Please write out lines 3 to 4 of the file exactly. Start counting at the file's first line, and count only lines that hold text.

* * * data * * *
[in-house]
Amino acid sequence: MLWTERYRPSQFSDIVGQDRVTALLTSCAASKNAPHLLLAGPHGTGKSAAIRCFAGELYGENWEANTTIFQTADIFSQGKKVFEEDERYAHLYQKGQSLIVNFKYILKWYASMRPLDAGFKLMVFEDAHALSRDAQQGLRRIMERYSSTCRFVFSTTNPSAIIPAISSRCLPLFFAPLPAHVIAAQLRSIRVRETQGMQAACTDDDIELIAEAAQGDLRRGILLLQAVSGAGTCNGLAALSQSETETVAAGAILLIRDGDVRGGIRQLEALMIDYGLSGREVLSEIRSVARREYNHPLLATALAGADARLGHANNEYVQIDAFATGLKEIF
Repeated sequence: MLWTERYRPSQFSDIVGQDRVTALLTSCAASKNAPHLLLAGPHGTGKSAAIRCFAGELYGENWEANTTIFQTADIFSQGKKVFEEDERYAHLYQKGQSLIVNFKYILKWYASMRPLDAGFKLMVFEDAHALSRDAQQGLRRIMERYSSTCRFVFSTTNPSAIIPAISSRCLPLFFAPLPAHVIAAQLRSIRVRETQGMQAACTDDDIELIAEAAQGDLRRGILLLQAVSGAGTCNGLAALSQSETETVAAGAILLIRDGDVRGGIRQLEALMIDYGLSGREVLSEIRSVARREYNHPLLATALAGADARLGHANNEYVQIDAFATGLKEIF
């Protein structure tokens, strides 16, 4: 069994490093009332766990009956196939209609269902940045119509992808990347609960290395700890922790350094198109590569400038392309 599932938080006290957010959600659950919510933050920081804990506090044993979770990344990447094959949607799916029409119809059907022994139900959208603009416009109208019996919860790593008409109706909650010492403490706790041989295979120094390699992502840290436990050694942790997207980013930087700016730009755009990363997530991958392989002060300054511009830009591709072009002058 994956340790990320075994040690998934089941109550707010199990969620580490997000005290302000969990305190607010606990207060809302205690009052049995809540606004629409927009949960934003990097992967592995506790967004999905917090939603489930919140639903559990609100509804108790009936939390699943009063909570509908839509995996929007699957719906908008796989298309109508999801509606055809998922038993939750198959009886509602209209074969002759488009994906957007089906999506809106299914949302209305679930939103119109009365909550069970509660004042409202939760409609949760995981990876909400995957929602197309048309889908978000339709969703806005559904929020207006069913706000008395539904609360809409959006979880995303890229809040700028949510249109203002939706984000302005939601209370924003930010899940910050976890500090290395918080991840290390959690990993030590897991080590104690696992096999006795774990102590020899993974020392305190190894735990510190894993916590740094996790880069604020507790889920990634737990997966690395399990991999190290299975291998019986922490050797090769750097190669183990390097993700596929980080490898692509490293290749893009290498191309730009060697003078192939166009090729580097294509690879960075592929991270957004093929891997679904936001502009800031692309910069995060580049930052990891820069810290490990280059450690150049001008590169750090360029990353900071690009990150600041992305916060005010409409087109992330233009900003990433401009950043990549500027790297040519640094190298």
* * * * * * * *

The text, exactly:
Repeated sequence: MLWTERYRPSQFSDIVGQDRVTALLTSCAASKNAPHLLLAGPHGTGKSAAIRCFAGELYGENWEANTTIFQTADIFSQGKKVFEEDERYAHLYQKGQSLIVNFKYILKWYASMRPLDAGFKLMVFEDAHALSRDAQQGLRRIMERYSSTCRFVFSTTNPSAIIPAISSRCLPLFFAPLPAHVIAAQLRSIRVRETQGMQAACTDDDIELIAEAAQGDLRRGILLLQAVSGAGTCNGLAALSQSETETVAAGAILLIRDGDVRGGIRQLEALMIDYGLSGREVLSEIRSVARREYNHPLLATALAGADARLGHANNEYVQIDAFATGLKEIF
């Protein structure tokens, strides 16, 4: 069994490093009332766990009956196939209609269902940045119509992808990347609960290395700890922790350094198109590569400038392309 599932938080006290957010959600659950919510933050920081804990506090044993979770990344990447094959949607799916029409119809059907022994139900959208603009416009109208019996919860790593008409109706909650010492403490706790041989295979120094390699992502840290436990050694942790997207980013930087700016730009755009990363997530991958392989002060300054511009830009591709072009002058 994956340790990320075994040690998934089941109550707010199990969620580490997000005290302000969990305190607010606990207060809302205690009052049995809540606004629409927009949960934003990097992967592995506790967004999905917090939603489930919140639903559990609100509804108790009936939390699943009063909570509908839509995996929007699957719906908008796989298309109508999801509606055809998922038993939750198959009886509602209209074969002759488009994906957007089906999506809106299914949302209305679930939103119109009365909550069970509660004042409202939760409609949760995981990876909400995957929602197309048309889908978000339709969703806005559904929020207006069913706000008395539904609360809409959006979880995303890229809040700028949510249109203002939706984000302005939601209370924003930010899940910050976890500090290395918080991840290390959690990993030590897991080590104690696992096999006795774990102590020899993974020392305190190894735990510190894993916590740094996790880069604020507790889920990634737990997966690395399990991999190290299975291998019986922490050797090769750097190669183990390097993700596929980080490898692509490293290749893009290498191309730009060697003078192939166009090729580097294509690879960075592929991270957004093929891997679904936001502009800031692309910069995060580049930052990891820069810290490990280059450690150049001008590169750090360029990353900071690009990150600041992305916060005010409409087109992330233009900003990433401009950043990549500027790297040519640094190298």